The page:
ASL Internet style (Via Andrew Strasser for Hopes & Fears)
The Internet is a breeding ground for new slang, a place where Web-born terms like bae, twerk, and YOLO have been canonized by institutions like Merriam-Webster and the Oxford Online Dictionary. But how does the American Sign Language community decide on a standard depiction for these terms?
According to a report from Mike Sheffield for the website Hopes & Fears, “There is no ‘official’ ASL website, as the government has yet to make one, leaving only a few grassroots sites to fill the void.”
As a result, the signs for terms like “SMH” or “photobomb” are homegrown from individual deaf communities and then hotly debated on forums like Bill Vicar’s technology-enhanced ASL instruction site, Lifeprint. It often takes much longer for these terms to be solidly agreed upon, and even then there remain a few intense dissenters.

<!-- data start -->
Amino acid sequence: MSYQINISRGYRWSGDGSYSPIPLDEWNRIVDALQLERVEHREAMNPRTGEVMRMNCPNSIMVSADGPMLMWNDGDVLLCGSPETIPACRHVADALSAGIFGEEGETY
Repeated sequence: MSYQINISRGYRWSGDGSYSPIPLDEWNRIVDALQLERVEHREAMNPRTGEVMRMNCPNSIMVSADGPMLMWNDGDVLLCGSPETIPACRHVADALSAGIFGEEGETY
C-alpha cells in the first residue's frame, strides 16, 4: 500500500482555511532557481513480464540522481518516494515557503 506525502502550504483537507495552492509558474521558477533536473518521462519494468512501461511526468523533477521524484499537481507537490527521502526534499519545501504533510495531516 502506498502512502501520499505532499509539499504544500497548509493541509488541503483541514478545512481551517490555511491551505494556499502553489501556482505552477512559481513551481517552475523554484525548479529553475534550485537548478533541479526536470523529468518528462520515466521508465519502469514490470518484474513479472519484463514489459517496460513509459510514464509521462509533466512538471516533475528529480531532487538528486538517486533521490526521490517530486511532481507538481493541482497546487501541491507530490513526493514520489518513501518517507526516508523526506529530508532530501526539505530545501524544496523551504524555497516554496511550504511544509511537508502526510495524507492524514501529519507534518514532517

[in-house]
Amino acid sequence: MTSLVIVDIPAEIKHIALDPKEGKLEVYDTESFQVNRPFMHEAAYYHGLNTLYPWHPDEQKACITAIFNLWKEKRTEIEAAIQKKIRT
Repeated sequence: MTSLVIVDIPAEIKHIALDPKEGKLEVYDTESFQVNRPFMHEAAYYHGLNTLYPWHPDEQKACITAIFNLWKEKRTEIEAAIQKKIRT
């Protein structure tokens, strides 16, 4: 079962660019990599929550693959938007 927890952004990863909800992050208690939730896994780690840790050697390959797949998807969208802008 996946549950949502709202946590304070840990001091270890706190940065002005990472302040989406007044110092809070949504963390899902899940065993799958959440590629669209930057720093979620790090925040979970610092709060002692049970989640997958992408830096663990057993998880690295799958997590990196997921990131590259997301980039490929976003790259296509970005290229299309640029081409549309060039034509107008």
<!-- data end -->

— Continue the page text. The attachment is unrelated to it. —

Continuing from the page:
In the cases of coming up with signs for brands like Instagram or the messaging app Glide, different suggestions are thrown around for months on online forums. It’s very difficult to reach a consensus without a representative from the company in question stepping in, according to ASL artist, actor, and educator Douglas Ridloff.
“In terms of Instagram, I still see quite a bit of variety regarding the sign usage, we haven’t seen a consensus yet,” Ridloff told Sheffield. “I think there are several reasons why. For instance, the CEO from Glide got involved and it was really key that he was a part of that collaboration in coming up with one definitive sign. When it comes to Instagram, a representative has yet to be involved in that process, so no consensus has been reached and thus it will take longer to come to a consensus. There isn’t an official canon or anything. It’s a small community.”
Did you read that, Kevin Systrom?
The entire article is fascinating and worth your time. Check out more Internet slang as depicted in ASL over at Hopes & Fears.